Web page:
Child’s Play played on our fears of dolls. Most people find human-like dolls unsettling, and Chucky ramped that up to 11 and beyond. Sure this is halfway to a slasher movie, but because the slasher inhabits a doll, we think it counts as a monster. The movie captures the fear of people not believing you when something truly terrible happens. Child’s Play isn’t the first time a creepy doll with a murderous streak graced our screens (that’s been happening since 1945 and the movie Dead of Night), but he brought the concept into the modern world. Chucky went on to star in 8 films in his original run, and there are rumors of a tv show in the works. There is also an upcoming 2019 reboot we can’t wait to see. If a single monster can inspire this many movies, he is well worth adding to your list.
Very few things can top a good ghost story for a monster movie marathon. Ghosts are one of those things that are plausible enough to be real, and there are enough reports to make us a little uneasy, even if we are 90% sure they aren’t true (10% of us still hopes they are because how cool would that be?). Poltergeist took those stories of ghost encounters gone wrong and turned them into a truly terrifying movie. The clown scene still gives us nightmares (and might be why we’re afraid of clowns now). If you are into hauntings, this movie defined the genre for many years to come and belongs on your list. There are two pretty decent sequels, but the first one is by far the best of the bunch.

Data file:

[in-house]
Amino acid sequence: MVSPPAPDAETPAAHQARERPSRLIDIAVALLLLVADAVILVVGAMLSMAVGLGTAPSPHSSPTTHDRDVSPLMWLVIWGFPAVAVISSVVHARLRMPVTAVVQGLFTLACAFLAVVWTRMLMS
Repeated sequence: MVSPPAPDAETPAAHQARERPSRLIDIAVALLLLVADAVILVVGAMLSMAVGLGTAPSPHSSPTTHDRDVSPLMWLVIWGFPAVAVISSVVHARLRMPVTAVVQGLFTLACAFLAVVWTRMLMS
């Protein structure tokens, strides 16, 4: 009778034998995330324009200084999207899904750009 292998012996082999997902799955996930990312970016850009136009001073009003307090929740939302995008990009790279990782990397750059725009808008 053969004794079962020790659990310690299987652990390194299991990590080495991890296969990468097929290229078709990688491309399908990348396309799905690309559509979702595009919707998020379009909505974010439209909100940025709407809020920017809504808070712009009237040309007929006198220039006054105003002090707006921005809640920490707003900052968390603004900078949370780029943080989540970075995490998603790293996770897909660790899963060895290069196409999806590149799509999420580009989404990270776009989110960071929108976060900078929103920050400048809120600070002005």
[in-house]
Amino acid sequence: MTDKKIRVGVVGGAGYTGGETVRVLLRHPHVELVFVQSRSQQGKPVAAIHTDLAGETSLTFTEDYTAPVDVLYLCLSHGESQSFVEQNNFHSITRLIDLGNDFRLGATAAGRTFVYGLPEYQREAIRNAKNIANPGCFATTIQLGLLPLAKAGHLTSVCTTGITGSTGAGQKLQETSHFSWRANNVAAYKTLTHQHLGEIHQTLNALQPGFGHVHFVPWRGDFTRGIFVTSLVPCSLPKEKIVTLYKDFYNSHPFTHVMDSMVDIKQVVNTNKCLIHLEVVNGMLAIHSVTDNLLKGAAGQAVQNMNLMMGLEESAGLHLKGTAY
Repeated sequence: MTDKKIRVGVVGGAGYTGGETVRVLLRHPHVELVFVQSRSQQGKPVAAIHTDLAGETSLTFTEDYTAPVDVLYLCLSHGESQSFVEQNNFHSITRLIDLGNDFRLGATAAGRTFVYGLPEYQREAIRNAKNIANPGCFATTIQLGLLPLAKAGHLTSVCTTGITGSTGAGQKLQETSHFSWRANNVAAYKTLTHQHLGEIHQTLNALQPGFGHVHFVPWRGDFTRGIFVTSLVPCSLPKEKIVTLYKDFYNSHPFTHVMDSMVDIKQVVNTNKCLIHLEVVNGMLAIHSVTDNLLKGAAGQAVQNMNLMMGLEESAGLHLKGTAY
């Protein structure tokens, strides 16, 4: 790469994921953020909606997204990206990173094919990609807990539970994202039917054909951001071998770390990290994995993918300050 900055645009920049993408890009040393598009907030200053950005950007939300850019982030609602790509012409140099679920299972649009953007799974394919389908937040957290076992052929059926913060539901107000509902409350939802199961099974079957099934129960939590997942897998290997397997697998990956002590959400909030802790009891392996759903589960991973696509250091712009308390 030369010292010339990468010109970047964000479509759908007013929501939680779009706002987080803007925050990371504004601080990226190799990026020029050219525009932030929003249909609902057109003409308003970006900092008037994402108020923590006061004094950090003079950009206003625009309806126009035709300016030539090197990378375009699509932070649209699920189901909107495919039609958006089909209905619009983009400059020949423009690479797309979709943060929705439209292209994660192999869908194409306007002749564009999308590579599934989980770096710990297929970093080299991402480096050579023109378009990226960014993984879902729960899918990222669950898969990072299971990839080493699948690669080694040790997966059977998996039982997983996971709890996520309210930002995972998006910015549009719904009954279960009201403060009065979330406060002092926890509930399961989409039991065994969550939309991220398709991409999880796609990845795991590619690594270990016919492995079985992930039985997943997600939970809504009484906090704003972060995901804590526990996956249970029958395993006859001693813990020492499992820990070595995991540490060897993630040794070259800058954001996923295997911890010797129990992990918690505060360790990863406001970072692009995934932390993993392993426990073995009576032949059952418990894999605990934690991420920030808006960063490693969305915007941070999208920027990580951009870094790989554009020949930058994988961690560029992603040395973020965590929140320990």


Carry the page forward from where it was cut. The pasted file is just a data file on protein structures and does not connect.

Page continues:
An American Werewolf in London
You can’t have a monster movie marathon without werewolves (sorry, we don’t make the rules). And no werewolf film is more deserving than An American Werewolf in London. This is the second horror comedy to make our list and one we absolutely adore. This movie also heavily features the undead — though not in the flesh-eating sort of way. The undead are more like ominous warning signs, which (as in all horror movies) are ignored. Even today, the costume for An American Werewolf in London is still considered one of the best werewolves out there. The laughs are great, and the horror is still biting (get it?). While there are quite a few good werewolf movies out there, An American Werewolf in London is the one that leaves us howling for more.
The Babadook is an interesting movie in that it relates more to fighting your own demons and accepting tragedy than it does monsters. Yes there is a monster, and yes it does terrible things, but in the end, you learn that you must live with your demon — you can’t kill it. You find ways to cope with it instead of fighting it. We love this film because it creeps us the heck out while still having a deeper meaning. The Babadook is unkillable, and not a monster you can destroy, and that strikes fear deep in us. The movie is delightfully creepy and sticks with you. We recommend it for any monster marathon.